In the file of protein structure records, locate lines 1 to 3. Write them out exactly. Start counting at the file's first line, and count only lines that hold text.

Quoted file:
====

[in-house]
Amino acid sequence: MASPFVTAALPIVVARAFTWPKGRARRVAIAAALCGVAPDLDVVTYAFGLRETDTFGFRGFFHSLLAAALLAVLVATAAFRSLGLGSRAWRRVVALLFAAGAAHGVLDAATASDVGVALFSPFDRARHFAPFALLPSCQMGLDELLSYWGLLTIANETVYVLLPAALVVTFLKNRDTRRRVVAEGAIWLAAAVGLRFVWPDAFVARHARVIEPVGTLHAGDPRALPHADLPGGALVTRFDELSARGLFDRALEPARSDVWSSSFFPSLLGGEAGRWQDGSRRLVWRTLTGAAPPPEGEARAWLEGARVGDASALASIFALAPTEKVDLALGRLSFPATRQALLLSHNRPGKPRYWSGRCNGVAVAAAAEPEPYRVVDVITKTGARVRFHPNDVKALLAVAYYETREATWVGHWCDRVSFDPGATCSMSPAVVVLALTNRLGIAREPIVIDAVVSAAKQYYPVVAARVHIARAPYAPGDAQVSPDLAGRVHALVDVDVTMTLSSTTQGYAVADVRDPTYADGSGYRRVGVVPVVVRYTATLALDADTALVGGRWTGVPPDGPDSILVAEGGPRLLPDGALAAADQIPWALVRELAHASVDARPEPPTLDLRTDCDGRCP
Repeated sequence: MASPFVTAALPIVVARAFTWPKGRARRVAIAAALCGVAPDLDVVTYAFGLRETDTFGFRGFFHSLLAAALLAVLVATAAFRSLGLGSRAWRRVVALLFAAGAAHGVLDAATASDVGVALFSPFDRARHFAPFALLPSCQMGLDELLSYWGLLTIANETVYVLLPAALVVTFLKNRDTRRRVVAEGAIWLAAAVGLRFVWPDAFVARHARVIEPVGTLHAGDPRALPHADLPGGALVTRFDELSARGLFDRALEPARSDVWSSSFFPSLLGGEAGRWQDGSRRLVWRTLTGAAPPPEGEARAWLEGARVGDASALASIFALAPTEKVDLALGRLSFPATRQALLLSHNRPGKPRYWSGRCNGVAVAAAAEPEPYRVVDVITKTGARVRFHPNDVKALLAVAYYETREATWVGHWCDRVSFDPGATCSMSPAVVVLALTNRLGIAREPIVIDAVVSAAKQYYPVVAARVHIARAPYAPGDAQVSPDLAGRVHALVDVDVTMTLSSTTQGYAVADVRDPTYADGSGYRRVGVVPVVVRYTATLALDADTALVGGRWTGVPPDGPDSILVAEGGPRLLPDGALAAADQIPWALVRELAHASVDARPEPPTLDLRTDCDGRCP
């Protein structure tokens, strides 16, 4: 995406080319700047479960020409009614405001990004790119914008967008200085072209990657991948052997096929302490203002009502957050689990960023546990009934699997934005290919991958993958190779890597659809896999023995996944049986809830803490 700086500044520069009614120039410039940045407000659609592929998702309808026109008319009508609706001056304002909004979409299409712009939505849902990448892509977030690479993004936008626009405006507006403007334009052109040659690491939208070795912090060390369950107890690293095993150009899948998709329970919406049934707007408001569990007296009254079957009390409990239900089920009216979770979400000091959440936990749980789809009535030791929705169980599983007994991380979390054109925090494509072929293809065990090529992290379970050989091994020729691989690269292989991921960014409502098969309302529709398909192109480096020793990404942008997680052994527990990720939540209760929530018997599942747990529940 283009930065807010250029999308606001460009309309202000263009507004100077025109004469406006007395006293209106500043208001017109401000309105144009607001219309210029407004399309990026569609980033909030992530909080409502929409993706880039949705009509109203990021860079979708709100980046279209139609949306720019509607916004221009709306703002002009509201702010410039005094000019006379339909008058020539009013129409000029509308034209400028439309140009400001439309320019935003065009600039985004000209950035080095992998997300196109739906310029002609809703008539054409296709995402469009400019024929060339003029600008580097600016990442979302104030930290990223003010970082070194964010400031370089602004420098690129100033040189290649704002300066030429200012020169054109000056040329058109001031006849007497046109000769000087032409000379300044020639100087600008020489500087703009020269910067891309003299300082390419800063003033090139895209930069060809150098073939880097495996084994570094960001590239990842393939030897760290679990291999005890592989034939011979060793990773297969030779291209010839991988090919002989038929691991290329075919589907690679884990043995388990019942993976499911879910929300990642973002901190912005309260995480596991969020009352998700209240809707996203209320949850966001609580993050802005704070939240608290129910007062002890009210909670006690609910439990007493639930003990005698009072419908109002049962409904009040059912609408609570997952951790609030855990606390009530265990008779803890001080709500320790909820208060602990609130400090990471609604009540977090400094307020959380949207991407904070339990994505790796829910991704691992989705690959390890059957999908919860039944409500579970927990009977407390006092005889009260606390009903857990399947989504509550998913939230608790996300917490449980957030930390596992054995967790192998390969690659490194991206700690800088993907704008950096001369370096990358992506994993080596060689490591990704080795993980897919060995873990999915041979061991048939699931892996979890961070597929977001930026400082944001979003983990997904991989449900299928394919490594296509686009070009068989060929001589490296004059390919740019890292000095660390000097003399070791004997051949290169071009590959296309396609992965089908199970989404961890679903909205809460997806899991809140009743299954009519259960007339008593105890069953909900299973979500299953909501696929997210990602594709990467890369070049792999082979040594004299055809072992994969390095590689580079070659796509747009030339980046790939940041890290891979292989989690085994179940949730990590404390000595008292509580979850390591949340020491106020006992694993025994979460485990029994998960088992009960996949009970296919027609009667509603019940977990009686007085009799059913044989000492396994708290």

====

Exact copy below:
[in-house]
Amino acid sequence: MASPFVTAALPIVVARAFTWPKGRARRVAIAAALCGVAPDLDVVTYAFGLRETDTFGFRGFFHSLLAAALLAVLVATAAFRSLGLGSRAWRRVVALLFAAGAAHGVLDAATASDVGVALFSPFDRARHFAPFALLPSCQMGLDELLSYWGLLTIANETVYVLLPAALVVTFLKNRDTRRRVVAEGAIWLAAAVGLRFVWPDAFVARHARVIEPVGTLHAGDPRALPHADLPGGALVTRFDELSARGLFDRALEPARSDVWSSSFFPSLLGGEAGRWQDGSRRLVWRTLTGAAPPPEGEARAWLEGARVGDASALASIFALAPTEKVDLALGRLSFPATRQALLLSHNRPGKPRYWSGRCNGVAVAAAAEPEPYRVVDVITKTGARVRFHPNDVKALLAVAYYETREATWVGHWCDRVSFDPGATCSMSPAVVVLALTNRLGIAREPIVIDAVVSAAKQYYPVVAARVHIARAPYAPGDAQVSPDLAGRVHALVDVDVTMTLSSTTQGYAVADVRDPTYADGSGYRRVGVVPVVVRYTATLALDADTALVGGRWTGVPPDGPDSILVAEGGPRLLPDGALAAADQIPWALVRELAHASVDARPEPPTLDLRTDCDGRCP
Repeated sequence: MASPFVTAALPIVVARAFTWPKGRARRVAIAAALCGVAPDLDVVTYAFGLRETDTFGFRGFFHSLLAAALLAVLVATAAFRSLGLGSRAWRRVVALLFAAGAAHGVLDAATASDVGVALFSPFDRARHFAPFALLPSCQMGLDELLSYWGLLTIANETVYVLLPAALVVTFLKNRDTRRRVVAEGAIWLAAAVGLRFVWPDAFVARHARVIEPVGTLHAGDPRALPHADLPGGALVTRFDELSARGLFDRALEPARSDVWSSSFFPSLLGGEAGRWQDGSRRLVWRTLTGAAPPPEGEARAWLEGARVGDASALASIFALAPTEKVDLALGRLSFPATRQALLLSHNRPGKPRYWSGRCNGVAVAAAAEPEPYRVVDVITKTGARVRFHPNDVKALLAVAYYETREATWVGHWCDRVSFDPGATCSMSPAVVVLALTNRLGIAREPIVIDAVVSAAKQYYPVVAARVHIARAPYAPGDAQVSPDLAGRVHALVDVDVTMTLSSTTQGYAVADVRDPTYADGSGYRRVGVVPVVVRYTATLALDADTALVGGRWTGVPPDGPDSILVAEGGPRLLPDGALAAADQIPWALVRELAHASVDARPEPPTLDLRTDCDGRCP